President Trump - what does the US election result mean for hospitality and travel?

George Sell George Sell Uploaded 09 November 2016

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US: As the world woke up to the news that Donald Trump has won the presidential election, the hospitality sector had already begun discussing the implications of the result.

At the Deloitte European Hotel Investment Conference in London, the election result was the main topic of conversation this morning. Among the large number of American delegates and speakers, there was a palpable sense of shock.

Deloitte's global leader of travel, hospitality and leisure Adam Weissenberg, said: "Trump has slammed his way through everything that is normal - he's not a career politician and I'm worried that he is going to try to run the country the way he has run his businesses."

Scott Woroch, managing director of SH Group, said: "I feel an incredible sense of dislocation and I worry about the international view of Trump and, by extension, America. I think the result could have a potentially negative effect on international travel in to the US, particularly from areas such as the Middle East."

Craig Reid, president and CEO of Auberge Resorts Collection, was fairly sanguine about the effect the election result will have on the hospitality industry in the US. "From an economic standpoint there won't be a great change. Across the US cities are reinventing themselves, and resort destinations are being created."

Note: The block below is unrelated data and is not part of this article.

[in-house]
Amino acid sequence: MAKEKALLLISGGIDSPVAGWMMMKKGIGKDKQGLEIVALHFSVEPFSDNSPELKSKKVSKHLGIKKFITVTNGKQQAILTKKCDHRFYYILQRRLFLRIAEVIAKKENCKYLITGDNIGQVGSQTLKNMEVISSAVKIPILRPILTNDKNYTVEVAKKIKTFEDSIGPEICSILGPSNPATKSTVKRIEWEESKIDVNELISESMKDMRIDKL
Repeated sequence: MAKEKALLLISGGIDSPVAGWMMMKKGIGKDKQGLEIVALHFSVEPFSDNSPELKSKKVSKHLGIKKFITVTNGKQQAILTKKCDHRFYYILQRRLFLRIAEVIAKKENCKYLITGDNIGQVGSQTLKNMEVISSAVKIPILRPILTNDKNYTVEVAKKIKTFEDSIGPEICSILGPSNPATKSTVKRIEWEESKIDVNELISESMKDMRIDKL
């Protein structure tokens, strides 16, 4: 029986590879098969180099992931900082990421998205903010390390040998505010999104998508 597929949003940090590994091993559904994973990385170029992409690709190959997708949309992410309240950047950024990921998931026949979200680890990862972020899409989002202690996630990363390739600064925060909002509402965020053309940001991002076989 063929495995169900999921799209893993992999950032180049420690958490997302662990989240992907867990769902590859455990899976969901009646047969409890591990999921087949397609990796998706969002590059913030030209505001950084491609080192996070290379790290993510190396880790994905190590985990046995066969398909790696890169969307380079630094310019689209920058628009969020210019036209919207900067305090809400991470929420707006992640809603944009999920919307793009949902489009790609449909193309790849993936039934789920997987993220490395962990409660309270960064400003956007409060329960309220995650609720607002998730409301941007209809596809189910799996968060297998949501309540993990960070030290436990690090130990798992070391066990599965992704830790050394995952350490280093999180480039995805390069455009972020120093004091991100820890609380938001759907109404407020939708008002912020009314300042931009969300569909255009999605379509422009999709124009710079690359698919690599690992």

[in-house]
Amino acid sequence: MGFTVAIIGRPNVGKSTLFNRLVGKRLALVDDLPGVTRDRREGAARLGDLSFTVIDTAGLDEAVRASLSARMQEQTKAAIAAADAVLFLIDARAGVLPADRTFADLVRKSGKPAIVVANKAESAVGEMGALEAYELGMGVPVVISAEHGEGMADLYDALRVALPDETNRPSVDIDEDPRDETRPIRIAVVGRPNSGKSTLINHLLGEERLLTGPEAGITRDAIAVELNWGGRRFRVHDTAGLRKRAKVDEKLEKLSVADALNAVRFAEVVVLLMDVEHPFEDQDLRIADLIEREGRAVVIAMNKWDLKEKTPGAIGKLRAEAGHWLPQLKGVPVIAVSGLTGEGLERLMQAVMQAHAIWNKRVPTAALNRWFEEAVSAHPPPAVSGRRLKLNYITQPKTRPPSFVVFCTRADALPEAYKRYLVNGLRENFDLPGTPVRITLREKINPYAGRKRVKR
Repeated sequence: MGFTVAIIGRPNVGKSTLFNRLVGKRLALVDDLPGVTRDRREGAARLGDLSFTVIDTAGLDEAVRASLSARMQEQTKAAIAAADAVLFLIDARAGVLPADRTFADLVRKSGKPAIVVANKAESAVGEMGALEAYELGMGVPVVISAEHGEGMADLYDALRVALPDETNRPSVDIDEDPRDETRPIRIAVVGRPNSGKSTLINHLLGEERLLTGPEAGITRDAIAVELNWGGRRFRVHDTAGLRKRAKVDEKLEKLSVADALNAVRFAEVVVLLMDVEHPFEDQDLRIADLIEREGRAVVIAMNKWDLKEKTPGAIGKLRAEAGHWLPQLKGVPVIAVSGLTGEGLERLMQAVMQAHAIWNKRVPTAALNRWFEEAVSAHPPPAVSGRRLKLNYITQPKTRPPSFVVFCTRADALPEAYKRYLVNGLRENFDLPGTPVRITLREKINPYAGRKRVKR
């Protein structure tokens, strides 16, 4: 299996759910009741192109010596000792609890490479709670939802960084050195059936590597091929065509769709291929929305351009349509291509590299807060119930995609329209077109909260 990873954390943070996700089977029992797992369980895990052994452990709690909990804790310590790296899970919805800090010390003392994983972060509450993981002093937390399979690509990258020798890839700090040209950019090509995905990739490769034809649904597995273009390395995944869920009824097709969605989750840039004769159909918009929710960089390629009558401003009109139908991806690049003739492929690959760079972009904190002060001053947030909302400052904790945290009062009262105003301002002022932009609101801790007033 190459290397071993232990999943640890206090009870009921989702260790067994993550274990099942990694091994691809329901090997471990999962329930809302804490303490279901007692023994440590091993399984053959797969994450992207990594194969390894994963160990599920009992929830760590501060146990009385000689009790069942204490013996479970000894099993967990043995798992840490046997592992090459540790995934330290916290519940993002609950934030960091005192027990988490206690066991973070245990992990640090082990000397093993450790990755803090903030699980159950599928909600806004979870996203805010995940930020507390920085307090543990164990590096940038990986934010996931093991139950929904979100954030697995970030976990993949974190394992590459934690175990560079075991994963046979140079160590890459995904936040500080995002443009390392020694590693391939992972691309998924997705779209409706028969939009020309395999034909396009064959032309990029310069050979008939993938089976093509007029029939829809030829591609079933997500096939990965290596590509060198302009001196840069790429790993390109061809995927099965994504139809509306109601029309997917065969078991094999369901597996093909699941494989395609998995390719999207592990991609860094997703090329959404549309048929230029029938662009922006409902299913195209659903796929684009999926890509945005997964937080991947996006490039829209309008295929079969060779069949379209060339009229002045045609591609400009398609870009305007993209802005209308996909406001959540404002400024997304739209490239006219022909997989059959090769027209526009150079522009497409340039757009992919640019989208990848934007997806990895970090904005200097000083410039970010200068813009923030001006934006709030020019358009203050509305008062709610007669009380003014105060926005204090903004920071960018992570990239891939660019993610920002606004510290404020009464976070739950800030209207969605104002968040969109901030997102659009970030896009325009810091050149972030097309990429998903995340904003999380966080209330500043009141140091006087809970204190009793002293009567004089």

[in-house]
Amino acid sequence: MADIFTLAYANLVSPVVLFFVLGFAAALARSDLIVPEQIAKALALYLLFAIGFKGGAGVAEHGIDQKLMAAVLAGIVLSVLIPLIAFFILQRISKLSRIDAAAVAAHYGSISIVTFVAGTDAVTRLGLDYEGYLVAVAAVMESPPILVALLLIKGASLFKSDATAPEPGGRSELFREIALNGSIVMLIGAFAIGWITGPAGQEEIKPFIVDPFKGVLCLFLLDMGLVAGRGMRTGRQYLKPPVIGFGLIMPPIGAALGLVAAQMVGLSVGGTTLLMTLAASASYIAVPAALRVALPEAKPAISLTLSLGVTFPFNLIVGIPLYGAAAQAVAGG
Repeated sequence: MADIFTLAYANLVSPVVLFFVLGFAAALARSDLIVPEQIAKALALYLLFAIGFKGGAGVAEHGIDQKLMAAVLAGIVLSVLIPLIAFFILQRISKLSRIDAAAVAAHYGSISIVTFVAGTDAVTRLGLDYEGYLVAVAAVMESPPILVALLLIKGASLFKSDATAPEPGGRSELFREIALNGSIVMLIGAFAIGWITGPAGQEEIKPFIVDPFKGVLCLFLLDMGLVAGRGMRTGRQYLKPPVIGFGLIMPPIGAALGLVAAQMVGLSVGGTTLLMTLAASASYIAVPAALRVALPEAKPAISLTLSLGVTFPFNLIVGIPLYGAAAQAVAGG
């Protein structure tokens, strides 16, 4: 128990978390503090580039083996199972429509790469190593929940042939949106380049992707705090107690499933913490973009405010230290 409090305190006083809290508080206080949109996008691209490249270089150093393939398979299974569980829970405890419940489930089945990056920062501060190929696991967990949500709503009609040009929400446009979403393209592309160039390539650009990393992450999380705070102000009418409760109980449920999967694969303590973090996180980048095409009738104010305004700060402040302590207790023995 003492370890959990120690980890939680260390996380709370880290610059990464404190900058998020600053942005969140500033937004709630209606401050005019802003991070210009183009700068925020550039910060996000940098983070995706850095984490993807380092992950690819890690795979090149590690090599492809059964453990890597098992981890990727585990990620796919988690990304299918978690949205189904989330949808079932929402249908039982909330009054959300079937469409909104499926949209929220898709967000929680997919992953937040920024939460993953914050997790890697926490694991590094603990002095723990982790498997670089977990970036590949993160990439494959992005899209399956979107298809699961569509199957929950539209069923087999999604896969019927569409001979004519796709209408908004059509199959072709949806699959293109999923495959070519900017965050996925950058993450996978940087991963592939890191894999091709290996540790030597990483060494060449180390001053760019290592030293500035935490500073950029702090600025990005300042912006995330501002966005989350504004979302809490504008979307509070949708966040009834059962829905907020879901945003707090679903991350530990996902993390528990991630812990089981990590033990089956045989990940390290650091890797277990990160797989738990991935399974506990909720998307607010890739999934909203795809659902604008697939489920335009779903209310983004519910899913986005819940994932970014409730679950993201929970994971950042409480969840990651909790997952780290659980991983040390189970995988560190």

Reid's comment echoed those of earlier speaker Roger Bootle of Capital Economics, who said: "The economic powers of the president are limited - major changes in the US economy have not corresponded with political shifts." Bootle added a caveat however - "Trump is so contrary, no one knows what he will actually do."

From a US serviced apartment and extended stay perspective, MJ Paschall, SVP at AKA Hotel Residences said: "For the first time ever the United States has a strong business leader running our country. The serviced apartment industry has a distinct advantage in that Trump's background is strong in real estate and hospitality. Provided he uses the right influence and applies his business sense in the political arena, our category stands to have huge supporter. I am certain Trump sees the attention our segment is getting from the hospitality category here in the United States as well. I do think platforms like AirBnB will be scrutinised and regulated accordingly. Trump and his team are smart enough to know that platforms are the wave of the future in this shared economy. These platforms won't go away they will simply be regulated."

Jon Pertchik, CEO of InTown Suites, said: "The one thing that is clear from this cycle on both sides of the aisle is that Americans want change and are fed up with 'the establishment'. It is unclear what President-elect Donald Trump's policies will do for the serviced apartment business.  Intown Suites' brand of extended stay has a built in hedge with some guests who are more prevalent when times are tough and others when economic times are strong. As a result, my optimism for this business continues regardless of the outcome."

One of Trump's most discussed policies is a crack down on illegal immigration. American analysts believe this could trigger wage inflation which would negatively affect hospitality, as well as other industries such as agriculture and retail.

There is certainly a strong sense of uncertainty in our industry and beyond, as the US has just elected arguably the most unpredictable President in modern history. As Trump's plans - and their likely impact on the hospitality and travel sectors - become clearer, Serviced Apartment News will bring you further views and comment.

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